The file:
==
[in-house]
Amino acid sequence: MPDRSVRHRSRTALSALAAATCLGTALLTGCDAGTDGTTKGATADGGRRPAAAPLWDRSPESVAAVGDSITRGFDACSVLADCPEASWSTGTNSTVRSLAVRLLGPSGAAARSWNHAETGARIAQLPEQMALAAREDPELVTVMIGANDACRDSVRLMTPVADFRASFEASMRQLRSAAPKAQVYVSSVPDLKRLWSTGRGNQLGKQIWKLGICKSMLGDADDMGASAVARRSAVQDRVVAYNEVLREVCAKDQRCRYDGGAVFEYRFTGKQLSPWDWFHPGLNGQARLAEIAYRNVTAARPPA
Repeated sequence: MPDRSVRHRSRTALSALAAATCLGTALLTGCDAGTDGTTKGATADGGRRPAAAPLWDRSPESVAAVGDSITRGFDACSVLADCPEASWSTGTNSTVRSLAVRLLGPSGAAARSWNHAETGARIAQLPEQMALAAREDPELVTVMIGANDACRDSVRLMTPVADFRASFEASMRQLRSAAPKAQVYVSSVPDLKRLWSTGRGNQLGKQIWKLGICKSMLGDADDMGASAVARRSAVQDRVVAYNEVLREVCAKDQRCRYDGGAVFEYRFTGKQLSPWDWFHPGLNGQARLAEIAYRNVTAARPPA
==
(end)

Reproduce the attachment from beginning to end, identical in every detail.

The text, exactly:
[in-house]
Amino acid sequence: MPDRSVRHRSRTALSALAAATCLGTALLTGCDAGTDGTTKGATADGGRRPAAAPLWDRSPESVAAVGDSITRGFDACSVLADCPEASWSTGTNSTVRSLAVRLLGPSGAAARSWNHAETGARIAQLPEQMALAAREDPELVTVMIGANDACRDSVRLMTPVADFRASFEASMRQLRSAAPKAQVYVSSVPDLKRLWSTGRGNQLGKQIWKLGICKSMLGDADDMGASAVARRSAVQDRVVAYNEVLREVCAKDQRCRYDGGAVFEYRFTGKQLSPWDWFHPGLNGQARLAEIAYRNVTAARPPA
Repeated sequence: MPDRSVRHRSRTALSALAAATCLGTALLTGCDAGTDGTTKGATADGGRRPAAAPLWDRSPESVAAVGDSITRGFDACSVLADCPEASWSTGTNSTVRSLAVRLLGPSGAAARSWNHAETGARIAQLPEQMALAAREDPELVTVMIGANDACRDSVRLMTPVADFRASFEASMRQLRSAAPKAQVYVSSVPDLKRLWSTGRGNQLGKQIWKLGICKSMLGDADDMGASAVARRSAVQDRVVAYNEVLREVCAKDQRCRYDGGAVFEYRFTGKQLSPWDWFHPGLNGQARLAEIAYRNVTAARPPA